Penitence wins Kenya return of World Bank aid


Mark Huband in Nairobi

The Guardian, 22 April 1993


KENYA’S financial donors ended a 16-month suspension of foreign aid and released £56 million-worth of funds yesterday after the government promised to introduce reforms which it rejected earlier this year.

The World Bank, which had insisted that balance-of-payments support should remain suspended until the government curbed the money supply, will release the funds within the next week to finance development of exports.

A second £56 million tranche will be made available to finance education reforms once the extent of changes in the export sector have been made clear.

The aid was suspended in November 1991 when donors decided that there should be political reform to end the one-party state, and economic’ reform to end corruption. The Kenyan government has argued that this was only possible if the aid was made available.

In March, the government shelved all reforms. President Daniel Arap Moi described them as “suicidal and dictatorial”, owing to the absence of provisions which would reduce the social hardship they created: increases in unemployment and prices.

Announcing the resumption of support, the World Bank’s vice-president for Africa, Edward Jaycox, said in Nairobi yesterday: “The Kenyan government has certainly had a difficult time. It’s been trying to manage the political and economic transition without support. Economic management has been flawed, to say the least. We have managed to reach agreement, and the government has come all the way to the bank.”

Mr Jaycox said that Kenya’s credibility in the eyes of foreign investors was now on the line. “I hope that, by opening balance of payments support, we will assist in giving it the credibility it needs,” he said.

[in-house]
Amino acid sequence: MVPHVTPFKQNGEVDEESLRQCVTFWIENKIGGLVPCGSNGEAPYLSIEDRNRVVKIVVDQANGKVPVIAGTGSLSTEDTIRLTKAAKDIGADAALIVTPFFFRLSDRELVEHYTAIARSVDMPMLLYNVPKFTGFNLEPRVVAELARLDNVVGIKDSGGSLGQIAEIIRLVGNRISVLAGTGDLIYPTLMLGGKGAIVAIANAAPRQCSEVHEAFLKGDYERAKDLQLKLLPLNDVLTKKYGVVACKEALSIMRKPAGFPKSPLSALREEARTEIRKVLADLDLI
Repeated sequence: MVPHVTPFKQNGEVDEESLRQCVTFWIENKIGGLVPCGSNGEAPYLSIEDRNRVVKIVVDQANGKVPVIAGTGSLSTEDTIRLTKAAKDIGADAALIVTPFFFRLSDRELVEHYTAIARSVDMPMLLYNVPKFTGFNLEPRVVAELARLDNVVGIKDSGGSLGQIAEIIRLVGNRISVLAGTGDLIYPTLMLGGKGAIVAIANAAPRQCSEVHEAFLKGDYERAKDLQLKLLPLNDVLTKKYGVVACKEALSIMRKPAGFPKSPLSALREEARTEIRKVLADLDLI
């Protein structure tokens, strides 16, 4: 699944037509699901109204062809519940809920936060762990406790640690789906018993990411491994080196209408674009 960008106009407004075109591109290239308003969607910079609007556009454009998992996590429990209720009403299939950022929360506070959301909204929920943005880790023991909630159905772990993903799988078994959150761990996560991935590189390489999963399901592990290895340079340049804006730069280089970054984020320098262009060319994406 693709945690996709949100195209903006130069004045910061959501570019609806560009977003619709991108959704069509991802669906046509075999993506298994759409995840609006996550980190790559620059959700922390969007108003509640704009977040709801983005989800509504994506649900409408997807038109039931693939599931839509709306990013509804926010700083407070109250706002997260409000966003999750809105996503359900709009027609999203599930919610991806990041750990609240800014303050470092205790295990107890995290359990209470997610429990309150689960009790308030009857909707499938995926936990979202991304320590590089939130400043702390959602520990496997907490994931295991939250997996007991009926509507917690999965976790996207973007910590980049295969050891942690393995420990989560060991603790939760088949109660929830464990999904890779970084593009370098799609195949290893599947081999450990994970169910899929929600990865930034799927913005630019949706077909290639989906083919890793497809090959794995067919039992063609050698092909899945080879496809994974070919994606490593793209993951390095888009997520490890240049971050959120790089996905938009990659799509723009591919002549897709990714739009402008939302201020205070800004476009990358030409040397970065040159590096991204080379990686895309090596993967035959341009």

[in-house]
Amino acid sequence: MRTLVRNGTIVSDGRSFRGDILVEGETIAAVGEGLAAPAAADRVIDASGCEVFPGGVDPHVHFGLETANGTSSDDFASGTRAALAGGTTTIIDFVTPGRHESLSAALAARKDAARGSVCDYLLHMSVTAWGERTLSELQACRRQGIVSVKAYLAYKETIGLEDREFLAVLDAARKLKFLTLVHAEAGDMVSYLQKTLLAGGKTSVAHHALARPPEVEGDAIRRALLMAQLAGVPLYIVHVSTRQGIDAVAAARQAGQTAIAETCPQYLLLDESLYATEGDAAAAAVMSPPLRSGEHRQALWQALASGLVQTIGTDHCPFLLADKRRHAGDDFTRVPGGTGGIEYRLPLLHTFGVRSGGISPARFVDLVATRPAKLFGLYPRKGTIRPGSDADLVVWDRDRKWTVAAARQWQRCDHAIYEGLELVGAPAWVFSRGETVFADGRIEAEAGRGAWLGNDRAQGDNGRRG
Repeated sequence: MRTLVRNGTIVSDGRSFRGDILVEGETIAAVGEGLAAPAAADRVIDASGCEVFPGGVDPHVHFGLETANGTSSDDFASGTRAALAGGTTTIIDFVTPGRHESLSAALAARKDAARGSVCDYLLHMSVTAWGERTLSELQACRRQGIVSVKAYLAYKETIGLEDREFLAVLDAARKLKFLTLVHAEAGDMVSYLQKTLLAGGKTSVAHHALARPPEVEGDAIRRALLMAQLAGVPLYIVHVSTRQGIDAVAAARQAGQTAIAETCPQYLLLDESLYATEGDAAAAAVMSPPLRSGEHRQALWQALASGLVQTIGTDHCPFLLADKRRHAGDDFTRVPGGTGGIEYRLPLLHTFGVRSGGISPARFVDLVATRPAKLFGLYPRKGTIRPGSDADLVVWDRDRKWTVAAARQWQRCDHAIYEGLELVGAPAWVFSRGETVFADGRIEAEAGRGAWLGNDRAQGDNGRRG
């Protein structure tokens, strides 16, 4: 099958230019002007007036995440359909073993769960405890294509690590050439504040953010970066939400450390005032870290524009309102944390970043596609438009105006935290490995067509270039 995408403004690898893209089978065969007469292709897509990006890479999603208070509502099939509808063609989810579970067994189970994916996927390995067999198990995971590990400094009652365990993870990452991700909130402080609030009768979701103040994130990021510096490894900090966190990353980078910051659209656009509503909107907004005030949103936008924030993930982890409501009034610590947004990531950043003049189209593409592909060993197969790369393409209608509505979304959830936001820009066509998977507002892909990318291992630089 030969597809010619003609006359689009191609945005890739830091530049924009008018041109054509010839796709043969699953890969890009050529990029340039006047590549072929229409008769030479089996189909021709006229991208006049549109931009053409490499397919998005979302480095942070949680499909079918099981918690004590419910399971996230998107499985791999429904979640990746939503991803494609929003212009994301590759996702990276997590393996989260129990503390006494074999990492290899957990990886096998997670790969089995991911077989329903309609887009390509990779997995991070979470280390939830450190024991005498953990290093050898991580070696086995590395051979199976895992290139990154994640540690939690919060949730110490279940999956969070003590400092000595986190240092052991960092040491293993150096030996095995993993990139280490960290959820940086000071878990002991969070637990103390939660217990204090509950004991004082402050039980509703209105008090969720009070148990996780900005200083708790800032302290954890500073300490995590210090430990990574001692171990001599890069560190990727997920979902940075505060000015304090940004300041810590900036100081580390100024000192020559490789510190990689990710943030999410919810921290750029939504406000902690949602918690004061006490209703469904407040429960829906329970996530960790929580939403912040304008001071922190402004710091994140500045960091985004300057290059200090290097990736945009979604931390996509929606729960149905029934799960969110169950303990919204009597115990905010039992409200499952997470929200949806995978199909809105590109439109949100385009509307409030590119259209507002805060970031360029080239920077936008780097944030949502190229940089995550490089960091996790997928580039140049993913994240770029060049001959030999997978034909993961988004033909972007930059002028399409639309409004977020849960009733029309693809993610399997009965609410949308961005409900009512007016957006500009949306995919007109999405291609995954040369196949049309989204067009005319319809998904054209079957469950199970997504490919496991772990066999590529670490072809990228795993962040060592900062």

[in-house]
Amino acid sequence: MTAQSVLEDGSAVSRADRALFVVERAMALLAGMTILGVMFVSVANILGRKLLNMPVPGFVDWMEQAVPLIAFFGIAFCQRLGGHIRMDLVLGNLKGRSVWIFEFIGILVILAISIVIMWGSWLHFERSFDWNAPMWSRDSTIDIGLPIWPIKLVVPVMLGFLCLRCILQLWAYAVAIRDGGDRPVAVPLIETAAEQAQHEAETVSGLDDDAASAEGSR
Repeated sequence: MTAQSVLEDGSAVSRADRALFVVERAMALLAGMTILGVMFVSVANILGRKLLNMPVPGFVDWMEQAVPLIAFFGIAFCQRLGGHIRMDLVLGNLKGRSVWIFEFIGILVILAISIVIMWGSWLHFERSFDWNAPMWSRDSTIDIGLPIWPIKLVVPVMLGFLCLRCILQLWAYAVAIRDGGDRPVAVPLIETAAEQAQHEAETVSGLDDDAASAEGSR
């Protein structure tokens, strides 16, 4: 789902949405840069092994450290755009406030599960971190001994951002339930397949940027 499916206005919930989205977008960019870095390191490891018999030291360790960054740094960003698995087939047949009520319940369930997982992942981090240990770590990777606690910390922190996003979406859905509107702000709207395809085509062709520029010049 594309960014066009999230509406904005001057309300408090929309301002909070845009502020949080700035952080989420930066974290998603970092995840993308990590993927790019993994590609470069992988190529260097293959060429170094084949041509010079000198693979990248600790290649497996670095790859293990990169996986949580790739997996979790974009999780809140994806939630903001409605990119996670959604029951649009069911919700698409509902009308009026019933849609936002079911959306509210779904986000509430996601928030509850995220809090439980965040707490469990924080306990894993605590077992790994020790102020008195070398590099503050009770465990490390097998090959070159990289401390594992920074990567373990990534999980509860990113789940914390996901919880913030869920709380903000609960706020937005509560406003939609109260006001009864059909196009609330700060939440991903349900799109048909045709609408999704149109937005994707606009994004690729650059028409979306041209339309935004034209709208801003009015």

Kenya’s finance minister, Musalia Mudavadi, said yesterday the government would introduce measures to end the flagrant abuse of banking laws, which have led to an increased money supply and financial instability.

Mr Mudavadi admitted that there had been mismanagement and that tighter financial controls would curtail abuses. He said that the prosecution of corrupt government officials was not being considered.

However, opposition parties last night questioned the government’s promises.

“This government is not dedicated to economic reform, and nor do its entrenched interests allow it to be keen on honest management of the economy,” said Robert Shaw, the economy spokesman of the Ford-Kenya opposition party. “But it’s beginning to realise that the combination of angry donors and a vocal opposition are starting to succeed in exposing and curbing some of its worst excesses.”


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